Wednesday, August 7, 2019

CHOICE WORDS

I had a choice. I was told that there were basically two paths to follow. I had a choice as to which one my life would trod.

A mentor explained the one pathway as this:
1). learn and understand the system
2). know your place in the system
3). play the system with all you got to have the system work for you

Another mentor suggested a different plan:
1). trust in God
2). trust that the Church is of God
3). trust the system that the Church has created and continues to reform 
4). trust

I am reminded about the teaching of the Anointed, Beloved One. "See, I am sending you out like sheep into the midst of wolves; so be wise as serpents and innocent as doves." (Matthew 10.16 NRSV) Or, as a well respected and dear bishop would read it: "Stay alert. This is hazardous work I’m assigning you. You’re going to be like sheep running through a wolf pack, so don’t call attention to yourselves. Be as cunning as a snake, inoffensive as a dove." (Matthew 10.16 The Message)

Basically, the choice had to do with the balance and tension between two realities. The world--and, yes, even the Church--can be dangerous places. Notwithstanding, the role we play in those places--as dangerous as they can be--is being advocates for and centers of peace.

Peterson's The Message--as it typically does--expands and amplifies both the context and the implications. The NRSV, on the other hand draws into focus the need for wisdom and innocence.

The context ...

Wolf pack v. sheepfold.
A hostile, aggressive, threat--innate and impulsive, perched, stalking, and ready to strike.
A dumbfound (as in being oblivious to danger), dependent, community strangely without awareness, concern or the ability not to get lost.
Talk about being dealt a bad hand.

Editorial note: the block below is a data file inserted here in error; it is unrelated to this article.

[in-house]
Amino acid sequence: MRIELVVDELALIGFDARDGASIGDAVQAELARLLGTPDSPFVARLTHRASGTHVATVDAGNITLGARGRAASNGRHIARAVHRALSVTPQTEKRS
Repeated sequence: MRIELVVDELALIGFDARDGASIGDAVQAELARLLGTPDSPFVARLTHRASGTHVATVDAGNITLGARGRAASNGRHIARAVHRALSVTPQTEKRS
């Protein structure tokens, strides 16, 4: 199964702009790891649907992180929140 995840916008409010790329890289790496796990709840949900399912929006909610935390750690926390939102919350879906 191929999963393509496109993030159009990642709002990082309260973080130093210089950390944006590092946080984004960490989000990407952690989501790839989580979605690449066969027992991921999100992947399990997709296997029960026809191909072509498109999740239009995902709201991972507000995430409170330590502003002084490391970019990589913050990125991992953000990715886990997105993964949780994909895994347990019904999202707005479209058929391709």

The implications ...

The goal is not only to make it through to the other side, but also to make a difference while passing through.
Wolf and lamb relationships will be all that they are. Nonetheless, being who we are--and a much overlooked wolf-like possibility--relationships can change. Adversity may become advantage. Instinct may become incorporated character. The ways things are--and always have been--can become something different, even better.

Snakes and doves ...

They are natural enemies. Given the likelihood, a snake would strike the dove. Not that the bird would be a meal, be it too large for all but the gargantuan. Rather, because the snake is meant to be a symbol of savage and adverse opposition. 
Meanwhile, the dove serves as a symbol of peace. Peace here is not in fitting with today's common understanding and use of the term. Peace is a broader, all encompassing reality wherein there is not only tranquility, but also justice, equity, harmony, wholeness, completeness, prosperity, welfare and wellness.
The contrast of snake and dove, wolf and lamb, visits the poem of Robert Frost: Mending Fences--
Something there is that doesn't love a wall ... Good 
fences make good neighbours ... again, "Good fences 
make good neighbours."
The fence is known to separate and mark boundaries. It is a device to order our time and place so as things--and people--may have a defined distinction.

The problem therein ...
We are individuals. While at the same time, we are part of a community.


(to be continued, if and when my brain turns back on ...)